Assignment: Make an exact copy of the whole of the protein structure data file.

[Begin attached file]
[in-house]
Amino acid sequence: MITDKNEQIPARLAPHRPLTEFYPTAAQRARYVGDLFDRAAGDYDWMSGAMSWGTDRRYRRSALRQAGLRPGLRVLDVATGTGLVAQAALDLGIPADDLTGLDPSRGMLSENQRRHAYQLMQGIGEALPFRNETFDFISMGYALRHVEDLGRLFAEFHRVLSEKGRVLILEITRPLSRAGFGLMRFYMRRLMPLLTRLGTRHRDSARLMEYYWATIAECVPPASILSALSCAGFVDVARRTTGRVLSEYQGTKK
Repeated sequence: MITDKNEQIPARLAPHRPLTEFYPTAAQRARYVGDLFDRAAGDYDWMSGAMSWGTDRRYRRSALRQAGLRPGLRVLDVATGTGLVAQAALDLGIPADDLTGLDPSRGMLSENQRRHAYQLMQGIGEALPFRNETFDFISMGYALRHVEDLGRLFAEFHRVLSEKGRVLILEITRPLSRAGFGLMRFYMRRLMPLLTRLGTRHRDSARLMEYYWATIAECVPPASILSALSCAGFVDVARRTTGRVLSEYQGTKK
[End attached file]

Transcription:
[in-house]
Amino acid sequence: MITDKNEQIPARLAPHRPLTEFYPTAAQRARYVGDLFDRAAGDYDWMSGAMSWGTDRRYRRSALRQAGLRPGLRVLDVATGTGLVAQAALDLGIPADDLTGLDPSRGMLSENQRRHAYQLMQGIGEALPFRNETFDFISMGYALRHVEDLGRLFAEFHRVLSEKGRVLILEITRPLSRAGFGLMRFYMRRLMPLLTRLGTRHRDSARLMEYYWATIAECVPPASILSALSCAGFVDVARRTTGRVLSEYQGTKK
Repeated sequence: MITDKNEQIPARLAPHRPLTEFYPTAAQRARYVGDLFDRAAGDYDWMSGAMSWGTDRRYRRSALRQAGLRPGLRVLDVATGTGLVAQAALDLGIPADDLTGLDPSRGMLSENQRRHAYQLMQGIGEALPFRNETFDFISMGYALRHVEDLGRLFAEFHRVLSEKGRVLILEITRPLSRAGFGLMRFYMRRLMPLLTRLGTRHRDSARLMEYYWATIAECVPPASILSALSCAGFVDVARRTTGRVLSEYQGTKK